After his football career was over, season 4 ended up being his experience of delaying the start of the rest of his life. He chose to stay in Dillon and deliver pizzas. While he was studying art, he was not really going anywhere. At the end of “A Sort of Homecoming,” Matt learns that his father stepped on an IED and was killed in action. “The Son” became truly one of the best episodes of the series and truly one of the best dramatic performances in years. Matt goes through the 5 stages of grief throughout the episode. At the start, he is sitting in his room watching a video on his computer of a Christmas message from his father. In an attempt to get him to take his mind off of the situation, Landry and Julie drag him into a movie night. The next day, there is a gathering at his home to show respect and support through the difficult time. An Army recruiter comes over to talk about his father but knows nearly nothing about him. Matt gets angry as he cannot think of a single moment his father smiled in his life. This is followed up by the McCoys coming by to show their respect and Matt slamming the door in their faces. Shifting into a stage of bargaining, Matt struggles during the meeting about the casket as he desperately wants to see his father’s body. Still fueled with a little anger, he spends time with his friends while drinking on the football field and yells about his father’s failure to be around, leading him to go back to the funeral home to see his father’s remains. Distraught by the sight of the body, Matt finally arrives at the Taylor house and apologizes for being late. While he has a moment about the food, he stands up and delivers a heart-wrenching moment where he finally breaks down. Running out of the house, Eric follows him and helps to walk him home. He gets to his moment of acceptance when it is time to give the speech at the funeral. Talking about a moment as a child with his family in the grocery store, he speaks of the honor of service and giving everyone else a chance to celebrate their birthdays.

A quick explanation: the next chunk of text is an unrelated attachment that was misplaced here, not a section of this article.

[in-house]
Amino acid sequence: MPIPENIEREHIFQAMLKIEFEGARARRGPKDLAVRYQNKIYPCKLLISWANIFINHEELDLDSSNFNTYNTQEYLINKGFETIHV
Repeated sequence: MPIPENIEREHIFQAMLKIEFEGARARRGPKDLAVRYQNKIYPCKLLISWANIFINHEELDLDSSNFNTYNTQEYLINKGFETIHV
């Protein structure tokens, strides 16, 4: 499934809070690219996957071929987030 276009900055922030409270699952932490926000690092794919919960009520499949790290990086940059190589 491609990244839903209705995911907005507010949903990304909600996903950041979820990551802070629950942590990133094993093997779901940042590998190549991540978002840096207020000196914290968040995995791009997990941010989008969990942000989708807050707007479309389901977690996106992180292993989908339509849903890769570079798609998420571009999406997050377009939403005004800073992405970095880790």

Besides the progression through the stages, the individual moments of the episode are truly amazing pieces of drama. Matt was never a violent person, but he has a moment of frustration with both the recruiter and the McCoys. Landry reigns him in for the moment, but there is clearly a bigger explosion on the way. Fast forwarding to the football field, he continues to open up as he yells about how miserable his father was, including how he felt like a burden to him. The trip to the funeral home starts the series of powerful moments. When the funeral director opens the casket, the look in his eyes and his quick exit from the building foreshadows his upcoming breakdown. When Tim has a moment with Becky, he states, “I saw something that, uh…rather someone see something that…you ever just feel completely useless.” When he arrives at the Dillon house, the struggles he has with the food only serves to crash through his defenses. He confesses his hatred for his father and loses it in front of the Taylor family. In the middle of the street, the pain that he feels at various times of the series is magnified a thousand times. While he turns it around during the eulogy, he feels compelled to shovel the dirt into the grave. While very easy to miss, the last images of the episode include Matt angrily piling the dirt onto the casket and the handle bloodied from turning his skin raw.

Neither of these moments have a thing to do with football but highlight why this series was so great.

Panthers or Lions…Friday Night Lights was an adaptation of the film made for a television audience. The series focused on the town of Dillon and the Panthers of Dillion High School. Over the course of five seasons, the Taylor family and the notable people of Dillon go through moments of glory, shame and heartbreak. There are championships and tragic defeats. The town unites around football but divides after a dramatic decision.

Leading the way through the seasons is Eric Taylor (Kyle Chandler) as the coach of the Dillon Panthers. He has all the talent in the world as a coach and gets recognized for every success and defeat through his 5 years in Dillon, Texas. His wife, Tami Taylor (Connie Britton), is a strong-willed woman who starts as the counselor for Dillon High, rises to the status of principal, gets caught up in controversy, returns to being a counselor and gets the opportunity of a lifetime as a Dean of Admissions. Julie Taylor  (Amiee Teegarden) goes through a transformation from rebellious teenager to confident young woman. Tim Riggins (Taylor Kitsch) hangs onto the thread of his football glory but finds himself fighting between his big heart and his poor judgment. Matt Sarasen (Zach Gilford) never imagined he would rise to high school football glory, but struggles to find himself through the challenges of caring for his grandmother and figuring out his uncertain future. Buddy Garity (Brad Leland) is the leader of the booster who is a rather confused businessman and his obsession with football is unmatched by anyone in the town. Vince Howard (Michael B. Jordan) comes from a troubled family but never gives up his hope that his mother will get clean or that he can make something of himself. Luke Cafferty (Matt Lauria) struggles with getting stripped from the Panthers but becomes a leader for the Lions.